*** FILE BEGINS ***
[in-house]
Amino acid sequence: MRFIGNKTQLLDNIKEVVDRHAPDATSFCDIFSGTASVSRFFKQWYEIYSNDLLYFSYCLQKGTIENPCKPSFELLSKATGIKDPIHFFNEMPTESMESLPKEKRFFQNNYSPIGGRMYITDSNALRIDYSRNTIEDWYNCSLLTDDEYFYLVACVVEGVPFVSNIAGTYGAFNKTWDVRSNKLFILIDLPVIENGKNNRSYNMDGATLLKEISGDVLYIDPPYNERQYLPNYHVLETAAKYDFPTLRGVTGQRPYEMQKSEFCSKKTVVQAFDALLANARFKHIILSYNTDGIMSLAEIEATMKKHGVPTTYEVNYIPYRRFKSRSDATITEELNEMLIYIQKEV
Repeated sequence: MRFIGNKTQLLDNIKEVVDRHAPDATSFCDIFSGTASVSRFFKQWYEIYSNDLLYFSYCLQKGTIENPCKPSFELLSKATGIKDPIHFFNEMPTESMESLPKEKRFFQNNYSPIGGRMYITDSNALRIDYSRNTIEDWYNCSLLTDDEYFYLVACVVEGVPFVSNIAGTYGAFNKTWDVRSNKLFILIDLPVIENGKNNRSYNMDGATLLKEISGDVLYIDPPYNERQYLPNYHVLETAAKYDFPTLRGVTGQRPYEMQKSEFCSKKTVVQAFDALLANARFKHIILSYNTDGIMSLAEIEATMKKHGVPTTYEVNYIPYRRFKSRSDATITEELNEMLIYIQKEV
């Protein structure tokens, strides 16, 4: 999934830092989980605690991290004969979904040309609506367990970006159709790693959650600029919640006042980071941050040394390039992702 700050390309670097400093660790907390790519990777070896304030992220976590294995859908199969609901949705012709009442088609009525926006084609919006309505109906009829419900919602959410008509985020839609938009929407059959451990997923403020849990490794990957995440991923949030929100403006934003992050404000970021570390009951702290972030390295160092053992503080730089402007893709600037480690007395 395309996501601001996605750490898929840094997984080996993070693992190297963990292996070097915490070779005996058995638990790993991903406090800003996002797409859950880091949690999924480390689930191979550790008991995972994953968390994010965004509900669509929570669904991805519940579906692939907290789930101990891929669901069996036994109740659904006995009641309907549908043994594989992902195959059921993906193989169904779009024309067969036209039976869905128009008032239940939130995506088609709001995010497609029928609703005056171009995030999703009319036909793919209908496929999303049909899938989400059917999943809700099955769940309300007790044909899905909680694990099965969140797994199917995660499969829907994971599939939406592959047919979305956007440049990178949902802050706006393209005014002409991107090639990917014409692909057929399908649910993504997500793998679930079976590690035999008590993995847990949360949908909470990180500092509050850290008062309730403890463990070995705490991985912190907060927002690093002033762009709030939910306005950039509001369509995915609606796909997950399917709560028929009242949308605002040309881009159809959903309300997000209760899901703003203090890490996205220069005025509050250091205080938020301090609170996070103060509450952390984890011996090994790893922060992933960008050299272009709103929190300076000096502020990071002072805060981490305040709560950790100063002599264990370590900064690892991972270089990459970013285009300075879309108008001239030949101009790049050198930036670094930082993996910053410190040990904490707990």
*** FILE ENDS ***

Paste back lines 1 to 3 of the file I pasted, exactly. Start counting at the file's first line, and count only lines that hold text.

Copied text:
[in-house]
Amino acid sequence: MRFIGNKTQLLDNIKEVVDRHAPDATSFCDIFSGTASVSRFFKQWYEIYSNDLLYFSYCLQKGTIENPCKPSFELLSKATGIKDPIHFFNEMPTESMESLPKEKRFFQNNYSPIGGRMYITDSNALRIDYSRNTIEDWYNCSLLTDDEYFYLVACVVEGVPFVSNIAGTYGAFNKTWDVRSNKLFILIDLPVIENGKNNRSYNMDGATLLKEISGDVLYIDPPYNERQYLPNYHVLETAAKYDFPTLRGVTGQRPYEMQKSEFCSKKTVVQAFDALLANARFKHIILSYNTDGIMSLAEIEATMKKHGVPTTYEVNYIPYRRFKSRSDATITEELNEMLIYIQKEV
Repeated sequence: MRFIGNKTQLLDNIKEVVDRHAPDATSFCDIFSGTASVSRFFKQWYEIYSNDLLYFSYCLQKGTIENPCKPSFELLSKATGIKDPIHFFNEMPTESMESLPKEKRFFQNNYSPIGGRMYITDSNALRIDYSRNTIEDWYNCSLLTDDEYFYLVACVVEGVPFVSNIAGTYGAFNKTWDVRSNKLFILIDLPVIENGKNNRSYNMDGATLLKEISGDVLYIDPPYNERQYLPNYHVLETAAKYDFPTLRGVTGQRPYEMQKSEFCSKKTVVQAFDALLANARFKHIILSYNTDGIMSLAEIEATMKKHGVPTTYEVNYIPYRRFKSRSDATITEELNEMLIYIQKEV